First, the Times reported that the Bush administration had caved on its bailout package and was willing to limit executive compensation for those companies that participated in the plan. For awhile that looked like the dominant story. Later stories indicated that a preferred version of the package floating around the House included several amendments demanded by the Democratic majority.
Then, John McCain took the extraordinary step of suspending his campaign and calling for a postponement of Friday's presidential debate. The reason? McCain feels like the country would be better served if he winged his way back to Washington to work on the bailout package, a bailout package that seemed to be slowly, but steadily, working its way through the legislative process.
Then the Obama campaign alleged that it was Obama who reached out early in the day to try and forge some kind of joint statement for the two campaigns. Obama said in a news conference that he wanted the debate to go ahead as planned. It was, I thought, a good response, echoing something I was ineloquently saying on another board:
“This is exactly the time when people need to hear from the candidates,” Mr. Obama said.
He added: “Part of the president’s job is to deal with more than one thing at once. In my mind it’s more important than ever.”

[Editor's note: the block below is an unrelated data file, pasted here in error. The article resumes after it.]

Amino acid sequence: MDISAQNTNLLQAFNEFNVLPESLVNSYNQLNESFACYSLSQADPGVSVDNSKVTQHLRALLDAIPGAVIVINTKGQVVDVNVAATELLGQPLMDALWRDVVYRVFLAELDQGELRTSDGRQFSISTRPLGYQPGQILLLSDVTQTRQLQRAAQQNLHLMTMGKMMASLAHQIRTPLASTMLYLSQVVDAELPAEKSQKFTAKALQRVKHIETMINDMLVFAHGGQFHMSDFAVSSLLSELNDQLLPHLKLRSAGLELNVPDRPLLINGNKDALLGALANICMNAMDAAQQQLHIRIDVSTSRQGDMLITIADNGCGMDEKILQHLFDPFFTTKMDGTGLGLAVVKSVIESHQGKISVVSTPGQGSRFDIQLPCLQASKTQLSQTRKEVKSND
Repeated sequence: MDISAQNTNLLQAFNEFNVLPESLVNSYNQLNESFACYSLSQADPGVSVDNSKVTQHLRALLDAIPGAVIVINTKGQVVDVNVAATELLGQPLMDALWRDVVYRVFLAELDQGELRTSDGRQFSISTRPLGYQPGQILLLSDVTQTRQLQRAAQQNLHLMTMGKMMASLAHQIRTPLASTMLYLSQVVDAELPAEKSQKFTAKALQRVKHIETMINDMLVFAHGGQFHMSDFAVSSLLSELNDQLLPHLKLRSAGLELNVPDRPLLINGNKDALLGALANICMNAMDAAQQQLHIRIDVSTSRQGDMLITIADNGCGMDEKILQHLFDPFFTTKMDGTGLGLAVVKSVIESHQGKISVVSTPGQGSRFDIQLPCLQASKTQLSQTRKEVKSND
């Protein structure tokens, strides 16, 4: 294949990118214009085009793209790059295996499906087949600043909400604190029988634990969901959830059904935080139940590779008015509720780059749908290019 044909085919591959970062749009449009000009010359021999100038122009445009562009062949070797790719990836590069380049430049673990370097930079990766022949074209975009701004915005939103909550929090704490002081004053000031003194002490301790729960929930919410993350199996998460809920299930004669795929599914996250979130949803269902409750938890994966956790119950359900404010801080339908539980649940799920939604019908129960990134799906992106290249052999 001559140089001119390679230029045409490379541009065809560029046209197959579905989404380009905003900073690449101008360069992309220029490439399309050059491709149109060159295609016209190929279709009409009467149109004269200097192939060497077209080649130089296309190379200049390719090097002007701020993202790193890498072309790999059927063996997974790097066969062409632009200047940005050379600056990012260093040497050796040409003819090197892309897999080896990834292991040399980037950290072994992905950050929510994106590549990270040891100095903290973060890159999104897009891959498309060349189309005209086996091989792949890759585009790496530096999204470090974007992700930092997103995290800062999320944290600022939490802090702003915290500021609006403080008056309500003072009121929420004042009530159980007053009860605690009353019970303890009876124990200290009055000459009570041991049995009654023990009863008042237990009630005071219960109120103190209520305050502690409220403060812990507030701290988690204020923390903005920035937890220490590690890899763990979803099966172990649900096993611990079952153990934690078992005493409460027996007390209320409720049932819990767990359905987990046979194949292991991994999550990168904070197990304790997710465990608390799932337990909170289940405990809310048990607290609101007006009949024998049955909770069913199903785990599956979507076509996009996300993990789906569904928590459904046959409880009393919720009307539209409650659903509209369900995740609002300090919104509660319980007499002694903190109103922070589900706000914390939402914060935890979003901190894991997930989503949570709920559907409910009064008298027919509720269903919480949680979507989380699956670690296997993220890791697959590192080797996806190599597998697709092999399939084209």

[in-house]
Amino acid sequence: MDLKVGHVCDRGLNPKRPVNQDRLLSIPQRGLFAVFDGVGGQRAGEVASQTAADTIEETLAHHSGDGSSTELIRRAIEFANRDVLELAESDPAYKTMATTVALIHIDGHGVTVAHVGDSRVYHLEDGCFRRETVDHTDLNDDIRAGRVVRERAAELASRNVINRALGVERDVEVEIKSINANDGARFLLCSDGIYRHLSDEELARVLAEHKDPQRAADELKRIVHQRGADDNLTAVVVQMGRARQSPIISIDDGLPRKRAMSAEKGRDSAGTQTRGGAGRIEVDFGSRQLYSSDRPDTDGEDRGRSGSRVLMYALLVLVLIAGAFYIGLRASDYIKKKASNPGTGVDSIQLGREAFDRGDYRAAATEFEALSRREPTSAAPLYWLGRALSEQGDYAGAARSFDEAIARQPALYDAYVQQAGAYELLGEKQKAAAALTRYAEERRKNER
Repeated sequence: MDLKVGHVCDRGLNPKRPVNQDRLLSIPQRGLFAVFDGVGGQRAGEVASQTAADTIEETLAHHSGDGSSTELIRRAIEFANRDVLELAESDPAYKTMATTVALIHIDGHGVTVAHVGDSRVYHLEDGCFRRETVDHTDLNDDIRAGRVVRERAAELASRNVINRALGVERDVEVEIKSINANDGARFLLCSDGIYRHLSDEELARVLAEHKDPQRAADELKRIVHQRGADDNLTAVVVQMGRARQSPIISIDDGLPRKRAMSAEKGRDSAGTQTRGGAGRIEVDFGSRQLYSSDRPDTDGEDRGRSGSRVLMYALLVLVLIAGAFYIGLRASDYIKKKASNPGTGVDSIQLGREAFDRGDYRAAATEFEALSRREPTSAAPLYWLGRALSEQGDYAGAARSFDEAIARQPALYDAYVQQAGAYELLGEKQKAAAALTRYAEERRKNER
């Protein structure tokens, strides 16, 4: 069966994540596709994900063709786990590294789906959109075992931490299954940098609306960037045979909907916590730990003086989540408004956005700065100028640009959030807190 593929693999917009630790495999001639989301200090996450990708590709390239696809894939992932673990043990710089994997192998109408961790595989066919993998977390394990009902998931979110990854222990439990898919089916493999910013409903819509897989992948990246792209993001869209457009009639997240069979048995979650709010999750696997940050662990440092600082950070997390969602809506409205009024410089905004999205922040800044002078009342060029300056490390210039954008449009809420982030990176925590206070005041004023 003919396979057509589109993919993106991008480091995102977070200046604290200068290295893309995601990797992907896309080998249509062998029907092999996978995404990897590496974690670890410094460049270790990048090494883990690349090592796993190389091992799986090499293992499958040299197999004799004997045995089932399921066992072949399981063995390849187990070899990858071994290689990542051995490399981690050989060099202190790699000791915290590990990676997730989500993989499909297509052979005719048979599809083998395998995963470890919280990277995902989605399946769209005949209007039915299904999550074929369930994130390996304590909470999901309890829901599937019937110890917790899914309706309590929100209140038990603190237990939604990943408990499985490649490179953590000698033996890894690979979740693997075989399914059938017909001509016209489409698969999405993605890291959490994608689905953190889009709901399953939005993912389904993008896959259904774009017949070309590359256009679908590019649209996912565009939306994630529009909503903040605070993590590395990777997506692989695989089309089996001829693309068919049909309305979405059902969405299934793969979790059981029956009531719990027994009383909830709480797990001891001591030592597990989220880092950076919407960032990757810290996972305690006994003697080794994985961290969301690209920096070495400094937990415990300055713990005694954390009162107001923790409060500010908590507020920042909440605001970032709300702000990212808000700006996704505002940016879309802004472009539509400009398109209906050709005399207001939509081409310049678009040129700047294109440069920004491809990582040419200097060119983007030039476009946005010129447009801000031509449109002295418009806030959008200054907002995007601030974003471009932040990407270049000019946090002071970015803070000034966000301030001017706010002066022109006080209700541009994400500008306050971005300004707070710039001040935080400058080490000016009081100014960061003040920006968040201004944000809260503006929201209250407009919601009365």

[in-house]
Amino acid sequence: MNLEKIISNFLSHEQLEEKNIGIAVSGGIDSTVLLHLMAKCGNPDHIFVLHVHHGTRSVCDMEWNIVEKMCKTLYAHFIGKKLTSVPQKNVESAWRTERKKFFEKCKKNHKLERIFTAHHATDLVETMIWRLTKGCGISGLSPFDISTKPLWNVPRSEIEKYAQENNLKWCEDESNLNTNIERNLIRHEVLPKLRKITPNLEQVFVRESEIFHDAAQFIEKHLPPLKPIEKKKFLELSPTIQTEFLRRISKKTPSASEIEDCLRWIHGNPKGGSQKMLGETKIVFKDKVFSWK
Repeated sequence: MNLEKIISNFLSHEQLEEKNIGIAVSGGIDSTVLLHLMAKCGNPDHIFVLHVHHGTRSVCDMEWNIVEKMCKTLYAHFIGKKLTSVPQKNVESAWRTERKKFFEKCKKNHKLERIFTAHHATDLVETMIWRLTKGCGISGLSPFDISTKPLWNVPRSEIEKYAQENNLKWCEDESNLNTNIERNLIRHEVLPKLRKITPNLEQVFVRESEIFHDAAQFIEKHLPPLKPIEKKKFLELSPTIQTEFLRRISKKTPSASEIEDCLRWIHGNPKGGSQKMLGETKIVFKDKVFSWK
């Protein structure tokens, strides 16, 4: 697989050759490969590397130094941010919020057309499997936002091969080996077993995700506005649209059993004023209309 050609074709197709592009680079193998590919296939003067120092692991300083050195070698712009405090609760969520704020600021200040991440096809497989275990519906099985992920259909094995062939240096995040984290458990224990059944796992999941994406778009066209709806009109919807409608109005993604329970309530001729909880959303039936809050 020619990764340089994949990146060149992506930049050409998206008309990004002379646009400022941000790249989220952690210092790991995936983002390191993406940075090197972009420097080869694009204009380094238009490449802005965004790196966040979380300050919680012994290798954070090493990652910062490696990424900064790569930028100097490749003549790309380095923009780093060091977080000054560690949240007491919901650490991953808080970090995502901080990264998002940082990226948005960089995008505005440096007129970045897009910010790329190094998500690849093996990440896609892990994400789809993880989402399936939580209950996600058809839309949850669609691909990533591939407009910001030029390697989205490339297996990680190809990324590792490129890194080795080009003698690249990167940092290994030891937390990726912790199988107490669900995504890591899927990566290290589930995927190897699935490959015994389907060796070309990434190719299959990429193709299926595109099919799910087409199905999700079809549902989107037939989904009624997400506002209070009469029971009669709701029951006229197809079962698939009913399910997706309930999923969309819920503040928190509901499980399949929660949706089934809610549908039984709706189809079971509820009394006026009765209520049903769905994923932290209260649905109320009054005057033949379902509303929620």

The McCain camp then said their candidate would unilaterally skip the debate if a bill was not passed by Friday at 9 PM. Harry Reid said McCain and Obama weren't needed in the capital.
About an hour ago, Obama and McCain both accepted invitations from the president to attend a White House briefing tomorrow.
McCain's massive gamble is the story here. What he's trying to do is cast himself as the patriotic statesman, abandoning a selfish campaign to return to his job and save America from a second Great Depression. Barack Obama, in contrast, will continue to plow ahead with his individual desires, forgetting his country and putting himself first. It's a familiar play; the McCain campaign has staged several of those during the election season, and they're getting pretty good at the blocking of it. It's usually part of a double feature with "Bitching About the Media."
But this is a different issue. The American people don't really care about what's said in a presidential debate, barring some kind of extraordinary gaffe or witty rejoinder. But they're deeply attached to the idea of the debates, the theater of them. As Obama points out, this is a moment when people really do want and need to hear from the country's two most important politicians. (Sit down, Mr. President.)
McCain might be able to cajole Obama and the Commission on Presidential Debates into delaying Friday's debate, possibly pushing it back to the date currently occupied by the Vice Presidential affair. I hope Obama stands firm on this, and I suspect he will.
Here's McCain's quandary: he cannot, cannot, cannot unilaterally withdraw from that debate. He cannot allow Obama to stand alone on a stage and answer questions from Jim Lehrer. So he better hope the Congress has a bailout passed. I suspect he has reason to believe that'll be the case.
My guess? We'll have our debate. Obama won't officially suspend his campaign, but he'll fly up to Washington, do the Senator thing, get his photo taken huddled with white-haired economists and do his debate prep in the evening. McCain will do much the same.